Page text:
Last year, you participated in AI Journey for the first time. Did that experience make it easier to compete this time around?
No, I would not say it was easier. But in the year between the contests, I have had time to learn new things and gain experience.
In 2021, the competition involved a computer vision problem that revolved around object detection and image segmentation. This year, the tasks were on different subjects, such as speech recognition, and so didn’t have anything in common with last year’s. But the past competitions have helped me become familiar with the platform and learn to organize my time within the competition timeline.
This year, you decided to take on several tracks at once, which seems like an even bigger challenge. What motivated you?
Well, at first I was planning to participate only in two tracks: FusionBrain and AI4Biology. But after the first week, there was already nothing left to improve in the algorithm I created for the latter. On the other hand, it takes two days to train an algorithm for FusionBrain, so I had time for one more.
Why did you choose these particular tracks?
Since I took part in three out of four tracks, it might be better to explain why I didn’t join the fourth. That final track, AI4Sea, involves a forecasting time-series problem, which is similar to the very first competition I’d won (NASA’s MagNet). And I wanted to try my hand at something new. I would have taken on that task, too, if I had enough time for it.
If you had to explain in a few words, what was it that you did in each task? What was the most challenging bit?
The first competition, AI4Biology, was about building a machine learning algorithm that could use mass spectrometry data to sort various bacteria into 27 species and identify new ones. This final part – needing to identify new species – was the most challenging one. Another obstacle was the small amount of data available for the task.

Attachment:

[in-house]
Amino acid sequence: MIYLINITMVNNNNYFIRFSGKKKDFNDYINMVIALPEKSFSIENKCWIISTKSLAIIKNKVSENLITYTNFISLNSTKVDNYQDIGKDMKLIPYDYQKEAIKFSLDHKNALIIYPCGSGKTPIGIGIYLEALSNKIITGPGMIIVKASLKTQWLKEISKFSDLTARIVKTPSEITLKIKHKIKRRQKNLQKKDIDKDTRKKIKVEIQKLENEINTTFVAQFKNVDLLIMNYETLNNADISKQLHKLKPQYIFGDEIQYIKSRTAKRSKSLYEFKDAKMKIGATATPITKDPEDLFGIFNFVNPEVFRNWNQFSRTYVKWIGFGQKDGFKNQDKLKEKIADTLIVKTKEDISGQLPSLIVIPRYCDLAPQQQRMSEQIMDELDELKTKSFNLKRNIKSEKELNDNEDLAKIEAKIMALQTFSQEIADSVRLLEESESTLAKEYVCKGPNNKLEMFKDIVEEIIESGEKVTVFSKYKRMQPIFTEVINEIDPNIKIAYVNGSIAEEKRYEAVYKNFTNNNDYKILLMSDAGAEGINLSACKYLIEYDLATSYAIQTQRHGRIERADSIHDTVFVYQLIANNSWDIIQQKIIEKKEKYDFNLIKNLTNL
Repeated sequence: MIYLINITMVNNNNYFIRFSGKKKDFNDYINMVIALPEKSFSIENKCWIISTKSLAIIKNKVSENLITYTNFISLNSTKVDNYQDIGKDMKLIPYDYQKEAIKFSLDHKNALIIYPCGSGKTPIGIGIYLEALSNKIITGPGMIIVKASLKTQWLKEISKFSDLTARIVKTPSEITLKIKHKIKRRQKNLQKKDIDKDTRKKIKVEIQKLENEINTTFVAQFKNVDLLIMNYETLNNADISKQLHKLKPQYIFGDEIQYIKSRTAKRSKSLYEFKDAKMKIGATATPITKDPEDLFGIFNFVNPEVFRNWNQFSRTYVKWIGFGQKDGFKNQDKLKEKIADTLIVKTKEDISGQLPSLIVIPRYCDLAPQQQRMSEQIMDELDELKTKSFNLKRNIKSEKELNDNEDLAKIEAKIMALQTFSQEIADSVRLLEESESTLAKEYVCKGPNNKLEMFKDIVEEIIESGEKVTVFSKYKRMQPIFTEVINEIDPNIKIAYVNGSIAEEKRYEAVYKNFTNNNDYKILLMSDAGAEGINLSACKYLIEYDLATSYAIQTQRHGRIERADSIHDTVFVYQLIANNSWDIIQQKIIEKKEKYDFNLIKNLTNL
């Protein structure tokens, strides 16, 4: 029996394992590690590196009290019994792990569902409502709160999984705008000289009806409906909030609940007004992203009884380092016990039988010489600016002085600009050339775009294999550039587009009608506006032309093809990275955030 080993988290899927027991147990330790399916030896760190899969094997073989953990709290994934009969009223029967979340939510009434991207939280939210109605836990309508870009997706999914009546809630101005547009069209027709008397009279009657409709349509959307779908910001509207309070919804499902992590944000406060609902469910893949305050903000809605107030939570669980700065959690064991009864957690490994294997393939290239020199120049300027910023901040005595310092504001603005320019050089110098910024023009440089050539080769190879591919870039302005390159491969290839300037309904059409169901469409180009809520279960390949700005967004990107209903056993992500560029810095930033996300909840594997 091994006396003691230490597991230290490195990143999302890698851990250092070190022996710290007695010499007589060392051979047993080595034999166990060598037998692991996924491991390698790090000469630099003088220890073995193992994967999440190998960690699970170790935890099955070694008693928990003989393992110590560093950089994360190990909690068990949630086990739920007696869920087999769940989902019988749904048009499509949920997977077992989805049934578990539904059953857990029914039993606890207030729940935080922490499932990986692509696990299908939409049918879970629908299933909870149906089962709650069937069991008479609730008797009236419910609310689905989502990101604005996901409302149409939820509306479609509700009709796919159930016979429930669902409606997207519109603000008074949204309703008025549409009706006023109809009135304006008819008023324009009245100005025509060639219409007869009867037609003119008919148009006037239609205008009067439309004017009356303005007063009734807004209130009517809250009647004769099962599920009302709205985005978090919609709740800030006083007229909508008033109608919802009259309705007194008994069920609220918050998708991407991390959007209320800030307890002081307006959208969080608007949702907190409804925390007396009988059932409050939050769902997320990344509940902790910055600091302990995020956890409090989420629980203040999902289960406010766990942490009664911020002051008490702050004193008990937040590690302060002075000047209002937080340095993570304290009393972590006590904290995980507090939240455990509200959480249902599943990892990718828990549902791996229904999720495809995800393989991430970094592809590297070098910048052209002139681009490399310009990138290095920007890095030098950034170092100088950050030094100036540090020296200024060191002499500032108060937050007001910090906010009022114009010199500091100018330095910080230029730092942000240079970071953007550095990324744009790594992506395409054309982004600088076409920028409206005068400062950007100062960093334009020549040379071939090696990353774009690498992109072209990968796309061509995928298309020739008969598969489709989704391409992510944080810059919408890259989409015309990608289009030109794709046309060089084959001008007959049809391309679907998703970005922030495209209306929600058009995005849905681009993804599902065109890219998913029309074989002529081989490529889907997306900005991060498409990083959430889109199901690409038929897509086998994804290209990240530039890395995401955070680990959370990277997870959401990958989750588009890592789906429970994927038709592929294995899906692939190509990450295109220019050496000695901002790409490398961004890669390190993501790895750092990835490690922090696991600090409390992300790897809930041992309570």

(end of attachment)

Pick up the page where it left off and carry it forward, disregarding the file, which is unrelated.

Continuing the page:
In the second track, AI4Talk, the goal was to achieve speech recognition of six different languages – Bashkir, Evenki, Meadow Mari, Kamassian, Tatar, and Yakut – that are spoken by some of Russia’s ethnic groups. The main challenge was that I don’t understand any of these languages and the data we were provided contained a lot of noise and distortion. I had to pre-process the data and then split it so as not to over-train the algorithm. Then, I trained the Wav2Vec transformer and followed up with some post-processing.
But the most challenging and time-consuming was the third track, FusionBrain. The task required me to build a model that can solve 12 different tasks, including six that weren’t known to the participants. The model would receive objectives, such as “generate an image,” “describe an image,” or “answer a question,” in natural language. So, this one model was expected to do 12 different things and we didn’t even know what half of them were – I had never seen a task like that at any other international competition.
There were several challenges here. First of all, a massive network like that takes a while to train, and with the deadline looming it wasn’t possible to experiment a lot or make mistakes. Secondly, this is a new type of model – we’re talking about strong AI here. So, it was very challenging, but also very interesting.
Many contestants were participating as a team. But you went solo – do you find this approach more convenient?
For sure, working with a team is more effective, interesting, and plain fun. But you have to be careful when picking team members, avoiding those who can’t be efficient enough. That’s why I usually participate solo. I do actually have a teammate, but they were busy at the time.
What would you suggest to students who are planning to take part in the next AI Journey or similar contests?
Machine learning competitions are very different from what you encounter when working as an ML engineer. Here, you need to plan your time properly in order to produce high-quality results on a tight schedule. You have to set clear deadlines and work under unfavorable conditions, such as limited equipment.
It’s difficult, but very exciting – there is nothing like the spirit of competition. It’s also a good opportunity to learn to solve problems quickly, carefully, and efficiently, as well as quickly search for and process data in order to build your solution.
AI Journey is an amazing event not only as a competition, but also as a conference. There are lots of activities available, so you can have a good time and learn new things. All in all, I would say the key to success is this: work hard, plan your time, and trust in yourself.